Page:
A resolution adopting the covenant was passed by an overwhelming majority of the bishops, clergy and laity meeting Sept. 29-Oct. 3 in Benoni, Gauteng for the triennial meeting of the church's provincial synod.
The Anglican Covenant first was proposed in 2004 as a way for the Anglican Communion to maintain unity amid differing viewpoints, especially on issues of human sexuality and biblical interpretation.
The resolution was proposed by Archbishop Thabo Makgoba of Cape Town, and seconded by the Rt. Rev. Paddy Glover, dean of the province and bishop of the Free State.
Before the vote, Makgoba told the synod that he "believed the church in southern Africa needed to try to play a reconciling role amid the current disputes over human sexuality in the communion," according to a press release from the province.
He said the covenant is "not a guarantee of an easy solution to the problems we face in the communion but hoped it would be a way of healing and moving the communion forward," the release said.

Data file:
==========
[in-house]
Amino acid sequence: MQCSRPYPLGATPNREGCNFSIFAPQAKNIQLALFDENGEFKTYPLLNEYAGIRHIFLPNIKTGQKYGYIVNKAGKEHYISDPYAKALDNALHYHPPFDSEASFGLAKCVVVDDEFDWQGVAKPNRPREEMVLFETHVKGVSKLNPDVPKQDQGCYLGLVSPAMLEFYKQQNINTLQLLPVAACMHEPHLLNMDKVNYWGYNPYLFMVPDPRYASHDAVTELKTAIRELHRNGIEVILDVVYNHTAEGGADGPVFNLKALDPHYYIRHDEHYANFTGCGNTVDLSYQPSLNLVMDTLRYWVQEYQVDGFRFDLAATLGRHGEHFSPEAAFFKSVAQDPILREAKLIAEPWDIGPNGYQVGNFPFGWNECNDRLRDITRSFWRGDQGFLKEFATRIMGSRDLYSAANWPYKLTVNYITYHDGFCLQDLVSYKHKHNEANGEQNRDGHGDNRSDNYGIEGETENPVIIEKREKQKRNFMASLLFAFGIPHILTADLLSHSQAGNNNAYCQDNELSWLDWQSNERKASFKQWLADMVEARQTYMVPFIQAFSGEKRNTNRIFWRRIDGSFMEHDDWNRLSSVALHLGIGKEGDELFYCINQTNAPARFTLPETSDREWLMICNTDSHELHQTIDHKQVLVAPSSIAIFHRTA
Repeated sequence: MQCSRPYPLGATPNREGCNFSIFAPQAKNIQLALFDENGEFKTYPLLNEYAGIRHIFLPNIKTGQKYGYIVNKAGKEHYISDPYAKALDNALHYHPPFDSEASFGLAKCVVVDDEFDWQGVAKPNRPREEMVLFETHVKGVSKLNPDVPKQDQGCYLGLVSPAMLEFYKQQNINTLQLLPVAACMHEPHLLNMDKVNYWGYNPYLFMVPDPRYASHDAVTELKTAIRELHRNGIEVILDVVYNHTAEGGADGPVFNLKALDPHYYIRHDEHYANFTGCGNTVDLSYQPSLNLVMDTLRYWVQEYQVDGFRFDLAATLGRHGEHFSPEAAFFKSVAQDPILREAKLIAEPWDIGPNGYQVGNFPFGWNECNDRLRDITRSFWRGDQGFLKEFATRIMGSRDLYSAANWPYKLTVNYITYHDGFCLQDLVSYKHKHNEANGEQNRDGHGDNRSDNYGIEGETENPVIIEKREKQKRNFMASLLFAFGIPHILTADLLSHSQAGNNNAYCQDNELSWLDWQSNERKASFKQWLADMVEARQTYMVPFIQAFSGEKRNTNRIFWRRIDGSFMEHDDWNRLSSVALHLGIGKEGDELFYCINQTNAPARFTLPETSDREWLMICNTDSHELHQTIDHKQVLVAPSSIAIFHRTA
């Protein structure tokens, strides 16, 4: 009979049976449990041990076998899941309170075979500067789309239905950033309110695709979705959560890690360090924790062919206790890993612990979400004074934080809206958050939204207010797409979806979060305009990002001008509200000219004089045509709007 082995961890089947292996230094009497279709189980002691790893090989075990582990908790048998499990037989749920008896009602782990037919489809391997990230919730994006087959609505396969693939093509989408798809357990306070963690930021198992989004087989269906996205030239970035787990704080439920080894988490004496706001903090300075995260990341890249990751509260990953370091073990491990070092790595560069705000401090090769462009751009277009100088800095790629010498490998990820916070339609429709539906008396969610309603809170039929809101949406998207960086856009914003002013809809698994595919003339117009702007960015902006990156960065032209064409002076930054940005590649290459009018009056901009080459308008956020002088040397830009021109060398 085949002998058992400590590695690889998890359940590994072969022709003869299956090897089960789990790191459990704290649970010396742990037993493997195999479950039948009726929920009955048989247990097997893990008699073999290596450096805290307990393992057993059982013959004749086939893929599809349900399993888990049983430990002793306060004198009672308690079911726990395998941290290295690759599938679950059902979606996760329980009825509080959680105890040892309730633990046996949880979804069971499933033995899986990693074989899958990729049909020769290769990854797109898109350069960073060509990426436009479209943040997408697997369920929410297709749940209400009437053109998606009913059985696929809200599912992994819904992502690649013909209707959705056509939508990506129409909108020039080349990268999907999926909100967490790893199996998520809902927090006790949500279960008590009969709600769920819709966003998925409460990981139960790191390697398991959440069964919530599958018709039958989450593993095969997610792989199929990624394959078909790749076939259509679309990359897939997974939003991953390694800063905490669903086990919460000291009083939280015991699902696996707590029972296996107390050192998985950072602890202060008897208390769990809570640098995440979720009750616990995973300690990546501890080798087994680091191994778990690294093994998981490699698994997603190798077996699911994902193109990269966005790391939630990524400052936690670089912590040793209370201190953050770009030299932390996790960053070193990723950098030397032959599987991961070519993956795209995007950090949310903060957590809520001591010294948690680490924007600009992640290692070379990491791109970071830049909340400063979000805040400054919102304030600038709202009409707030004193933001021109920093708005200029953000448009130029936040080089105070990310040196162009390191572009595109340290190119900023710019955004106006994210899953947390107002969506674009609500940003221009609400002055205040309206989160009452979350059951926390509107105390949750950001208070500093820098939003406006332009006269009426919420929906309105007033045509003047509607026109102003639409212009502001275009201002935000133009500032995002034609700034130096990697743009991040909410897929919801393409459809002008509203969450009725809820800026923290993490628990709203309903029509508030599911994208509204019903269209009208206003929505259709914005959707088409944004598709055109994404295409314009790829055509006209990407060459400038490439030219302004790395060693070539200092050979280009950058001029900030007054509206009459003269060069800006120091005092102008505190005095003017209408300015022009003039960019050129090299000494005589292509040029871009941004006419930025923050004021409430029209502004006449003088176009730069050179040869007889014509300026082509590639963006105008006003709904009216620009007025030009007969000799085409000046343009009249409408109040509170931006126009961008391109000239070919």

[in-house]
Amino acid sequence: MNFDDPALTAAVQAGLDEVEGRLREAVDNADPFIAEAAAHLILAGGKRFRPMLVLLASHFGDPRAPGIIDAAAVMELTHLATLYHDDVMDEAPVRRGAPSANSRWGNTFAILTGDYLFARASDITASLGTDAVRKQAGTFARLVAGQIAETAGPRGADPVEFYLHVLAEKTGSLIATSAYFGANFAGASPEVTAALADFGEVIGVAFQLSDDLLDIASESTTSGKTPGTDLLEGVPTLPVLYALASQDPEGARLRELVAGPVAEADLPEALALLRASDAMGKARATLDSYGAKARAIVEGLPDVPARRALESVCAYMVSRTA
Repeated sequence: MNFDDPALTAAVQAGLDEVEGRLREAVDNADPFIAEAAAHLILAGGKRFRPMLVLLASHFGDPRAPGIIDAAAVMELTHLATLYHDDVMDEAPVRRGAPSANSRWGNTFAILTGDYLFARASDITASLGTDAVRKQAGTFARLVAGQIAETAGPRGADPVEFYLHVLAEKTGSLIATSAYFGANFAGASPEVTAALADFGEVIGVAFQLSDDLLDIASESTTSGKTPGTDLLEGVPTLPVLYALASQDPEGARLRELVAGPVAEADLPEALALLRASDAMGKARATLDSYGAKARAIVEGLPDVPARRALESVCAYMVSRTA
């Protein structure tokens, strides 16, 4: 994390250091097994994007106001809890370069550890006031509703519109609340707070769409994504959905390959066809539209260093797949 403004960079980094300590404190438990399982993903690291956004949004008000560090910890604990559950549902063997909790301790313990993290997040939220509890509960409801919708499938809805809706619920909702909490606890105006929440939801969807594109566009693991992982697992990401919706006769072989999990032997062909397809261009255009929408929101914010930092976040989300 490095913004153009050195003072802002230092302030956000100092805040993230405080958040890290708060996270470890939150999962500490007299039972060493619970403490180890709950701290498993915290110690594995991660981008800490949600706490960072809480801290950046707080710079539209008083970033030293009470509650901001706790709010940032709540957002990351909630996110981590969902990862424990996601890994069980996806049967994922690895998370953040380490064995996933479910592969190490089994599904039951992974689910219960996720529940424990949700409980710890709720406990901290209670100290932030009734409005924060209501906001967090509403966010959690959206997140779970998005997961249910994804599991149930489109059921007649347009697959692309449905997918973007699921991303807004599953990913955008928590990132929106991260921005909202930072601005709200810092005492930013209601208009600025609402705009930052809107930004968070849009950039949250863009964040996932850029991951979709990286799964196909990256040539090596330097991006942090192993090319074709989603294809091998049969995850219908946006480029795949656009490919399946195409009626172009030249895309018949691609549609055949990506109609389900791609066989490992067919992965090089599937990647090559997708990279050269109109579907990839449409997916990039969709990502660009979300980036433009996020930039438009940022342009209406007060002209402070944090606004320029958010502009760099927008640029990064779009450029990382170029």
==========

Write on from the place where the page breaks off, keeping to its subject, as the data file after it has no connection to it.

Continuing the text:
Glover said the Anglican Communion could best be likened to a family. "There are no outsiders; we are all insiders... We are all different but we are members of a family bound together by bonds of affection and bonds of loyalty," he said, noting that the covenant sought to reinforce this relationship.
Following years of discussion and several draft versions, the final text of the covenant was sent in December 2009 to the communion's 38 provinces for formal consideration.
In the U.S.-based Episcopal Church, congregations are being urged to study and discuss the covenant during the next two years in preparation for General Convention in 2012.
Some Anglicans, including Presiding Bishop Katharine Jefferts Schori and the Episcopal Church's Executive Council, have raised concerns about the covenant being used as an instrument of control, particularly in section 4, which outlines a method for resolving disputes in the communion.
Executive Council has predicted that any formal approval of the covenant by the Episcopal Church could not come until at least 2015 should endorsement require changes to the church's constitution.